Sunday, April 7, 2013

Our Decrepit Constitution: Welcome to the Future

Our Decrepit Constitution: Welcome to the Future

The Framers were intelligent, perhaps even brilliant men. But they were not clairvoyant. They could not see into the future. They designed a government for the times they lived in, assuming that all future times would be similar.

The pace of change quickened abruptly after 1860. The Civil War accelerated the building of railroads, which in turn led to increased production from steam power. The industrial revolution brought great wealth but also brought poverty, dangerous working conditions, and child labor. The Framers could not imagine either the problems themselves, or their scale. European governments, where industry was well-established by 1860, created a safety net for victims of disclocation and unemployment. Germany passed the first unemployment and social security laws in 1889, 36 years before the U.S. passed theirs.

American thinkers have played important roles in the establishment of human rights and international institutions. Woodrow Wilson helped establish the League of Nations in 1919. The United Nations based its human rights proclamations on a speech by Franklin Delano Roosevelt, wherein he defined the four freedoms: freedom of speech, freedom of worship, freedom from want, freedom from fear. The Framers recognized the importance of the first two freedoms. They did not mention the others in their Constitution.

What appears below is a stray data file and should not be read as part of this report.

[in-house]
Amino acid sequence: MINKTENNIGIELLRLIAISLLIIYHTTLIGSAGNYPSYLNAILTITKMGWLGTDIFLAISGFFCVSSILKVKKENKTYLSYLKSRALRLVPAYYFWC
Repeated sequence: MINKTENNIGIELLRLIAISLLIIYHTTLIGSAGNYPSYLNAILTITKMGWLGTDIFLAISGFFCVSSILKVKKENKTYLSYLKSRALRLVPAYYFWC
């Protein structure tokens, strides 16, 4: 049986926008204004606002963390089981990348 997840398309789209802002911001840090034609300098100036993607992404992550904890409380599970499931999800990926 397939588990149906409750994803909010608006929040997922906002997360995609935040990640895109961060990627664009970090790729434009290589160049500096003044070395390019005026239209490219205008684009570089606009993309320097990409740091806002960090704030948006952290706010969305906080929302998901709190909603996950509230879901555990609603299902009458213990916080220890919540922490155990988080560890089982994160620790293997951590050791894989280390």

The United Nations wrote treaties guaranteeing the four freedoms after World War II. These treaties are known to many Americans as the Geneva Accords. The United States Congress refused to ratify many of these treaties. The current Senate refuses to ratify the Law of the Sea, a treaty that formalizes traditional laws concerning the use of the oceans and their protection. The Supreme Court does not accept many international treaties as binding on the U.S. court system. U.S. Presidents have ignored the Geneva Convention on prisoners of war and torture.

The U.S. Bill of Rights needs to be extended to protect foreign nationals from ill-conceived and dangerous military adventurism, like the wars in Iraq and Afghanistan and interventions in Nicaragua, Honduras, and Chile. The Constitution should incorporate the International Bill of Rights, so there is no question whether U.S. Courts should recognize the rights of women, children, and the poor.

Justice Scalia claims that the Supreme Court cannot ask whether a person is guilty of a crime, only whether his trial met the bare minimum standards of due process. Likewise, Scalia claims that the Court cannot look at the reality of discrimination and voter suppression, it can only consider whether Constitutional standards are being met. Scalia challenges his critics to find a right to privacy in the Bill of Rights, although the Tenth Amendment reserves any rights not mentioned in the Constitution to the States or the People. Scalia accepts the concept of implied powers because it suits him but refuses to accept the concept of implied rights because it does not.

This ability to pick and choose which concepts to accept and which to reject is exactly what the Framers had in mind when writing the Constitution. They wanted the privileged minority to make choices for the people as a whole. The Framers assumed that these gentlemen would make better decisions than the majority of the people. After two hundred years of experiments, we now know that this opinion is false. Democracy works.

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